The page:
“Show Package Contents” Unavailable? Extract .pkg Files Without Installing Them

Sep 26, 2011 - 6 Comments

Extract Package (.pkg) file contents without installing them in Mac OS X

Have you ever wanted to get a look at the contents of a package file on the Mac, but without installing it? You can do that with the help of an excellent command line. This continues on with our series of inspecting the contents of app installers, and in this case we’ll demonstrate how to extract package files and sort through their contents without actually installing them onto Mac OS X.

How to View & Extract Package Files in Mac OS X Without Installing

There are actually two ways to view and extract package files on the Mac, without actually installing the package. The first approach is through the Finder, and the second approach is with the command line. Let’s cover the Finder method first, and then show you how to extract a package without installing via command line.

How to View Package Files with “Show Package Contents” in Mac Finder

The first method is quite easy and available from the Mac Finder, it is well known by advanced users:

  1. Navigate to the package file in the Finder
  2. Now right-click on the pkg file and select “Show Package Contents”

However, “Show Package Contents” isn’t always displayed as an option. In fact sometimes “Show Package Contents” is not available or not showing up at all, depending on how the package was arranged and created from the get-go. In such a situation, you can then turn to the command line to extract a package file.

How to Expand a Package File on Mac by Command Line

Assuming the ‘Show Package Contents’ option is unavailable, we can extract .pkg files using a command line tool called pkgutil that is bundled with Mac OS, which is what we’re going to focus on here.

  1. Launch Terminal (found in /Applications/Utilities/) if you have not done so already
  2. Use the following syntax, pointing the path to the package file in question, and providing an output destination for the files to be extracted from the package
  3. pkgutil --expand /path/to/package.pkg /output/destination/

    Hint: recall that you can drag & drop items into the Terminal to print their full path, making this tip easier by typing:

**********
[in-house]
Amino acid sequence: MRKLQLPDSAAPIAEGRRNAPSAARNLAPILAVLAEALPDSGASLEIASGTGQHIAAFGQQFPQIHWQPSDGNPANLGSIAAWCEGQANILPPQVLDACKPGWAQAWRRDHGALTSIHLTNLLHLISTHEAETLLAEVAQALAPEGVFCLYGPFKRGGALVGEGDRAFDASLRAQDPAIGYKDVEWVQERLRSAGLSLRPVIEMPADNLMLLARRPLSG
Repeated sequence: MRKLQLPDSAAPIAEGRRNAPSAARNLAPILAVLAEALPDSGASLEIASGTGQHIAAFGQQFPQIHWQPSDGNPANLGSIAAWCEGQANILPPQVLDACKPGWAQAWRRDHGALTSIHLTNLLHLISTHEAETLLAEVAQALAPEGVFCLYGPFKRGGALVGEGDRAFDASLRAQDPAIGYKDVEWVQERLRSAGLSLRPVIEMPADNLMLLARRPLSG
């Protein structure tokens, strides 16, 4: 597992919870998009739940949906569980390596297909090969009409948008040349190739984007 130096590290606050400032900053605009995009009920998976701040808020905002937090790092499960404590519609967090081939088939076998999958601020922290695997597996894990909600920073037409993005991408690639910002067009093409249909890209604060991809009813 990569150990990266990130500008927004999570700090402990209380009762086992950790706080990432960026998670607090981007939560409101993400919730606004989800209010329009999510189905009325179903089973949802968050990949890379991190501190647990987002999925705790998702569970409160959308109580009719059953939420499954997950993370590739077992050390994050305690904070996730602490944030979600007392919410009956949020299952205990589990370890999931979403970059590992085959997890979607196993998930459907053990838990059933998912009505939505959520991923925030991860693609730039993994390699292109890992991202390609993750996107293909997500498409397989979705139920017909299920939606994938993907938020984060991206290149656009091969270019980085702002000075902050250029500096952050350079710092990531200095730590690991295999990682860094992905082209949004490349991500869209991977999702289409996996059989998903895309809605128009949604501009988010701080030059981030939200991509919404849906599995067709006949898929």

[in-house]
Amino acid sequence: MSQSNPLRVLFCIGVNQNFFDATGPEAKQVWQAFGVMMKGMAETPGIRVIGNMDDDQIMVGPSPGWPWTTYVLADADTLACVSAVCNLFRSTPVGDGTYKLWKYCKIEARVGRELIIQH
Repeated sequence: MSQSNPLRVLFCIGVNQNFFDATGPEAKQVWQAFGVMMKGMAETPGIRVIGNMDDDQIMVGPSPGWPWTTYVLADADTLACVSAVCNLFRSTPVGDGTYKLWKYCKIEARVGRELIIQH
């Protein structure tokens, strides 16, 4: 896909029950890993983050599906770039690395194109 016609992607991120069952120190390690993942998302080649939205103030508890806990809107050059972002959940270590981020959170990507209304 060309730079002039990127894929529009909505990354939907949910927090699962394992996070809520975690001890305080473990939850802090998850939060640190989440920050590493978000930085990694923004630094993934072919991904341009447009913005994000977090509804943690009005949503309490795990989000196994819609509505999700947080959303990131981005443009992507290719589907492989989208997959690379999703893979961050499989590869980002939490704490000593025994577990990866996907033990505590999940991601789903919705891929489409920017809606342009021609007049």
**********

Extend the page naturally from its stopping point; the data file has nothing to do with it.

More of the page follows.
pkgutil --expand [drop file here] /destination/path/

  4. Go to the outputs path in the Finder and check out the extracted files yourself, or navigate to the directly with the ‘cd’ command at the command line

Extract package files

You’ll notice that some package files contain even more package files, quickly leading you into a deeply nested package extraction process.

This is an excellent way to see what’s contained within packages, particularly the ones where the alt-click “Show Package Contents” option isn’t available, which is increasingly common starting from Mac OS X Lion and later releases of Mac OS system software, although ultimately it depends on how the package was constructed.

There are other methods of checking out package contents as well, including third party apps like Pacifist. If you have any particular tips or tricks for viewing and extracting package files on the Mac, let us know in the comments below!


Related articles:

Posted by: William Pearson in Mac OS, Tips & Tricks


» Comments RSS Feed

  1. Charksoki says:

    I have had the same issue before with pkg files as well as .app files that I want to explore, particularly if I right-clicked on the app when in “Applications” folder or the Downloads folder.

    So I found a workaround.

    First you right click on the app and choose “Open in New Tab” in Finder

    Then you right click on the package or .app, and choose “Show Package Contents”

    Let me know if that worked for you.

  2. […] to grab a file out of a .pkg file? Maybe you want to see what’s inside of a pkg without installing it? No sweat, pkgutil does the […]

  3. Andrew says:

    Pacifist website states that at present, it is *not* compatible with OS X 10.7, but an update is in the pipeline.

  4. Parakeet says:

    Try Pacifist for a GUI option

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